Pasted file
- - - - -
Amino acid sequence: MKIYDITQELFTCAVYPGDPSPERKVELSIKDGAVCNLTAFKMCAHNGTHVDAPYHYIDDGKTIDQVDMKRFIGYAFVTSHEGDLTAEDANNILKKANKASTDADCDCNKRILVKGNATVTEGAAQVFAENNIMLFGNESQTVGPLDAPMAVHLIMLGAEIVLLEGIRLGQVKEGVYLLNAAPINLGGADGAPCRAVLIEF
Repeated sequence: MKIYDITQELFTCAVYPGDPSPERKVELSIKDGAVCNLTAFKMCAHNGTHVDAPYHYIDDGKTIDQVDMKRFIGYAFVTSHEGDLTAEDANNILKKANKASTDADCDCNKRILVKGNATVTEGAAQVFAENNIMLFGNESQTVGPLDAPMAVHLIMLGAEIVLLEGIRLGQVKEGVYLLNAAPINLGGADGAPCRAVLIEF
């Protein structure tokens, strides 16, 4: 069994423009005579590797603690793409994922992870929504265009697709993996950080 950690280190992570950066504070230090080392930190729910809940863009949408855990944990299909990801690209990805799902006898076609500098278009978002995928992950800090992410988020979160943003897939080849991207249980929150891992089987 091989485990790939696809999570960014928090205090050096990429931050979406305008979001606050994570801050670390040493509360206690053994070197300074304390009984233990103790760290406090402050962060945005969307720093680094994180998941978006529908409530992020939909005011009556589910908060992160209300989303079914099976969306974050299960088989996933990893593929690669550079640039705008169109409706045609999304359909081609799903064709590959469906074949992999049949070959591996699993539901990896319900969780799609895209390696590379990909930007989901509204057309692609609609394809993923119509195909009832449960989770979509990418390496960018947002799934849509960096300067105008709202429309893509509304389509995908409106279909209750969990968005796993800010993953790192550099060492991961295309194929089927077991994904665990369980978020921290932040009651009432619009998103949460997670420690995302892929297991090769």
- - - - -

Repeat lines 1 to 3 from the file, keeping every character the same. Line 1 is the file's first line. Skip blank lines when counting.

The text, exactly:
Amino acid sequence: MKIYDITQELFTCAVYPGDPSPERKVELSIKDGAVCNLTAFKMCAHNGTHVDAPYHYIDDGKTIDQVDMKRFIGYAFVTSHEGDLTAEDANNILKKANKASTDADCDCNKRILVKGNATVTEGAAQVFAENNIMLFGNESQTVGPLDAPMAVHLIMLGAEIVLLEGIRLGQVKEGVYLLNAAPINLGGADGAPCRAVLIEF
Repeated sequence: MKIYDITQELFTCAVYPGDPSPERKVELSIKDGAVCNLTAFKMCAHNGTHVDAPYHYIDDGKTIDQVDMKRFIGYAFVTSHEGDLTAEDANNILKKANKASTDADCDCNKRILVKGNATVTEGAAQVFAENNIMLFGNESQTVGPLDAPMAVHLIMLGAEIVLLEGIRLGQVKEGVYLLNAAPINLGGADGAPCRAVLIEF
């Protein structure tokens, strides 16, 4: 069994423009005579590797603690793409994922992870929504265009697709993996950080 950690280190992570950066504070230090080392930190729910809940863009949408855990944990299909990801690209990805799902006898076609500098278009978002995928992950800090992410988020979160943003897939080849991207249980929150891992089987 091989485990790939696809999570960014928090205090050096990429931050979406305008979001606050994570801050670390040493509360206690053994070197300074304390009984233990103790760290406090402050962060945005969307720093680094994180998941978006529908409530992020939909005011009556589910908060992160209300989303079914099976969306974050299960088989996933990893593929690669550079640039705008169109409706045609999304359909081609799903064709590959469906074949992999049949070959591996699993539901990896319900969780799609895209390696590379990909930007989901509204057309692609609609394809993923119509195909009832449960989770979509990418390496960018947002799934849509960096300067105008709202429309893509509304389509995908409106279909209750969990968005796993800010993953790192550099060492991961295309194929089927077991994904665990369980978020921290932040009651009432619009998103949460997670420690995302892929297991090769």